Newhaven RNLI lifeboat launched to major cliff fall at Seaford Head
On Wednesday 21 June Newhaven RNLI’s Severn Class lifeboat David and Elizabeth Acland and her volunteer crew were launched at 4.55 pm to reports of a major cliff fall at Seaford Head
The lifeboat was launched to assist UK Coastguard and local fire brigade teams. There were initial concerns that a member of the public could have been on the cliff at the time of the fall. The whole coastal area was very busy with it being the hottest day of the year.
As the lifeboat made its way to the position the inflatable daughter Y- boat, a smaller craft stored aboard the all weather lifeboat - was made ready with two crew in dry suits. When the lifeboat was just off Seaford Head the Y-boat was immediately launched.
The Y-boat’s first task was to pick up some of the fire crew complete with their thermal imaging equipment, so they could look for signs of life within the huge mound of chalk and earth.
The UK Coastguard rescue helicopter searched from above as fire crews search from the waterline aided by the Y-boat.
A comprehensive search took place using thermal imaging equipment and nothing was found. Due to the incoming tide the Y-boat then took both the fire crews and coastguards back to Splash Point.
As the Y-boat exited Splash Point the eagle eyed lifeboat crew noticed a person in trouble in the water near some kayakers. Once alongside the kayak it was established that the woman had been unable to swim against the strong current created by the incoming tide. The kayaker had offered immediate assistance. The Y-boat crew then took the casualty on board and safely delivered her to waiting members of the UK Coastguard on the beach.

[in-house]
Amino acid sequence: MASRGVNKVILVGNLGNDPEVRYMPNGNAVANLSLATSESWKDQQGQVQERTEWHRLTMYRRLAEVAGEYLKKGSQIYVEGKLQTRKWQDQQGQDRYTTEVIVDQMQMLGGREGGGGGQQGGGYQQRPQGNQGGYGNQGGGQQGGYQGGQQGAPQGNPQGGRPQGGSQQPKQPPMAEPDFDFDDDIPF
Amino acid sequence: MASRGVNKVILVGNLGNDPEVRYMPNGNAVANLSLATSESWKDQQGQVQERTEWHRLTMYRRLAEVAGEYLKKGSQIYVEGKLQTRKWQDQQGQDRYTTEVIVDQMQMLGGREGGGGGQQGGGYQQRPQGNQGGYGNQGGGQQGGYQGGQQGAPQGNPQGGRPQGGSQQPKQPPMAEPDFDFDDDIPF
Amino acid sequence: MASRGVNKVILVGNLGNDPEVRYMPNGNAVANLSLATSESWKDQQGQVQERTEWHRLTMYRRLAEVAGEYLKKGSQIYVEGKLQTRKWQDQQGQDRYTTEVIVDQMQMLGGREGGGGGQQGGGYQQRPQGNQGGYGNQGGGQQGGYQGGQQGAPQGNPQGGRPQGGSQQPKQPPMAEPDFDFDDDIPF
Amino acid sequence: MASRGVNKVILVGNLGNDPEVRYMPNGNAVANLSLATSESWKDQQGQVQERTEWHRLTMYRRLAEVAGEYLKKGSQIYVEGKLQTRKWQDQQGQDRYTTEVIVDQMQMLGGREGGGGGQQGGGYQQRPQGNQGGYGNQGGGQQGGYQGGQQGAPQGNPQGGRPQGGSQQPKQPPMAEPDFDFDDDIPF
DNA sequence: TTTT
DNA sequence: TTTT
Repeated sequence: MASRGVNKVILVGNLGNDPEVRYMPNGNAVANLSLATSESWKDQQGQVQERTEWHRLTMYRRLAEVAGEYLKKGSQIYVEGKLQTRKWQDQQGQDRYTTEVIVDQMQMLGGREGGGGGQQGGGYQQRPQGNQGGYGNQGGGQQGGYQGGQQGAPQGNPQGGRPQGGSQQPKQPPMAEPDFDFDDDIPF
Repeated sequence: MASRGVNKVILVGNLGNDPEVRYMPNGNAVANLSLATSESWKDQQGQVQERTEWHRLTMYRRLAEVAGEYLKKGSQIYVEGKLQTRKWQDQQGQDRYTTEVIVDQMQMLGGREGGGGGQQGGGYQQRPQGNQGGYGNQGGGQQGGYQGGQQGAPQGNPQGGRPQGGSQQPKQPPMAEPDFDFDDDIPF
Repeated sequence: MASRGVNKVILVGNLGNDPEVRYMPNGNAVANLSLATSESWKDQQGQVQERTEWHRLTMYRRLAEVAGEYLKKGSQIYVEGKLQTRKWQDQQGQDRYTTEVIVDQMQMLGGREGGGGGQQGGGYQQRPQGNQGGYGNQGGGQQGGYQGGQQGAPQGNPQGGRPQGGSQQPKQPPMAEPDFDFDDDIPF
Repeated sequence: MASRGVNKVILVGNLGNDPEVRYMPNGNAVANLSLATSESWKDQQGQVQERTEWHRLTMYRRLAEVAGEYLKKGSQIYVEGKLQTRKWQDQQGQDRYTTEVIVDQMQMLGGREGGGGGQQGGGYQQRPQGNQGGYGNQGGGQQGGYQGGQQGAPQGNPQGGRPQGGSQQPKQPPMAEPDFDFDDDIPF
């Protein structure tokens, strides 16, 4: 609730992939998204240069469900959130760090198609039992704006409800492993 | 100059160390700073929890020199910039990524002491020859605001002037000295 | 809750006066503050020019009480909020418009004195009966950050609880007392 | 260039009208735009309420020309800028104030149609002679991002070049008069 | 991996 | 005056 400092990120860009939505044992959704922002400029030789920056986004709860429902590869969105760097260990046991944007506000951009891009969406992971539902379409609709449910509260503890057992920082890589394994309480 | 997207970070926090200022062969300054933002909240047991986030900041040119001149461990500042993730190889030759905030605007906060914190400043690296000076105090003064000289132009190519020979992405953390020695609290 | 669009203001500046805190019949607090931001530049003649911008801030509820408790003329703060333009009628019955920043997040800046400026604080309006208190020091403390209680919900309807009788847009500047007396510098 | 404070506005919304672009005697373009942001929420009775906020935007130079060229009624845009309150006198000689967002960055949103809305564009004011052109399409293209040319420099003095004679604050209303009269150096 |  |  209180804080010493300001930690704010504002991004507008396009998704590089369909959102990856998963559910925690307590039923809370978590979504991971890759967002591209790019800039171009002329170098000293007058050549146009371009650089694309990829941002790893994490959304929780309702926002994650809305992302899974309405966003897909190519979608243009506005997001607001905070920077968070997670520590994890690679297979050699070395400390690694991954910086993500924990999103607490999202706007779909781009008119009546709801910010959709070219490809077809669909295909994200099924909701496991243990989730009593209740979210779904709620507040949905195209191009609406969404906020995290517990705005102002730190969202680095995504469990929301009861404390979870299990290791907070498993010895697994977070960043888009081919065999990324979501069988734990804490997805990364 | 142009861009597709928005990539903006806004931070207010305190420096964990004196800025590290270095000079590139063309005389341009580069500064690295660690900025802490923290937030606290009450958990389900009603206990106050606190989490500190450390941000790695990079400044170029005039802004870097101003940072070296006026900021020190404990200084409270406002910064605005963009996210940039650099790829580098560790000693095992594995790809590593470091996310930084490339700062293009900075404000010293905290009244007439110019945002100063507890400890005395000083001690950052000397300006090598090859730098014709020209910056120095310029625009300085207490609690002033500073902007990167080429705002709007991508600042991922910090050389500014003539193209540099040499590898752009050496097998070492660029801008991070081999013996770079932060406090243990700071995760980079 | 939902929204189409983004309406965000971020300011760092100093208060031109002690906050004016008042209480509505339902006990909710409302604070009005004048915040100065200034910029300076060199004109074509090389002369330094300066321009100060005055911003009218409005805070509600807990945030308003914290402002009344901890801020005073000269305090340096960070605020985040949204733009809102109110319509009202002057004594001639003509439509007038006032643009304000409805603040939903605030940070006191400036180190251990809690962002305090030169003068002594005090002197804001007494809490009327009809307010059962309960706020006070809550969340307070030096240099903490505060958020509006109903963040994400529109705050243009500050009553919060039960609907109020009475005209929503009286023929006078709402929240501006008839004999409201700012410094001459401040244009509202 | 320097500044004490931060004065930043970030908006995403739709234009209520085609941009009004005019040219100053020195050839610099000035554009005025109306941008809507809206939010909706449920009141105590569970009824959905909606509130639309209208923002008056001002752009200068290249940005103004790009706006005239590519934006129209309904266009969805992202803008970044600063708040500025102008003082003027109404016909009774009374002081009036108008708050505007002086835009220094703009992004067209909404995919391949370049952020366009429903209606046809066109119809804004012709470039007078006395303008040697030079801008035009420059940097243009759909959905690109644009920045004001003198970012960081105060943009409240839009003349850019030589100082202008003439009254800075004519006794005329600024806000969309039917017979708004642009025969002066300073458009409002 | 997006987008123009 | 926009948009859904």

The lifeboat was stood down at 7.07pm and the Y-boat was recovered. Newhaven lifeboat was back alongside her berth at 7.35 pm.
Newhaven lifeboat Coxswain Paul Legendre issued some safety advice after the incident when he said: ‘We advise people to stay well away from both cliff edges and the base of cliffs, as these falls are a natural part of costal erosion. This incident shows that cliff falls do not just happen in bad weather, they can happen at any time without warning and pose a major risk to people both on top of cliffs or exploring the beach below.’
Notes to editors
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Newhaven RNLI has celebrated 214 years as a lifeboat station, being the oldest RNLI station in the UK. Newhaven operates an all-weather Seven Class lifeboat David and Elizabeth Acland.
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The Royal National Lifeboat Institution is the charity that saves lives at sea. Our volunteers provide a 24-hour search and rescue service in the United Kingdom and Ireland from 238 lifeboat stations, including four along the River Thames and inland lifeboat stations at Loch Ness, Lough Derg, Enniskillen, Carrybridge and Lough Ree. Additionally the RNLI has more than 1,000 lifeguards on over 240 beaches around the UK and operates a specialist flood rescue team, which can respond anywhere across the UK and Ireland when inland flooding puts lives at risk.
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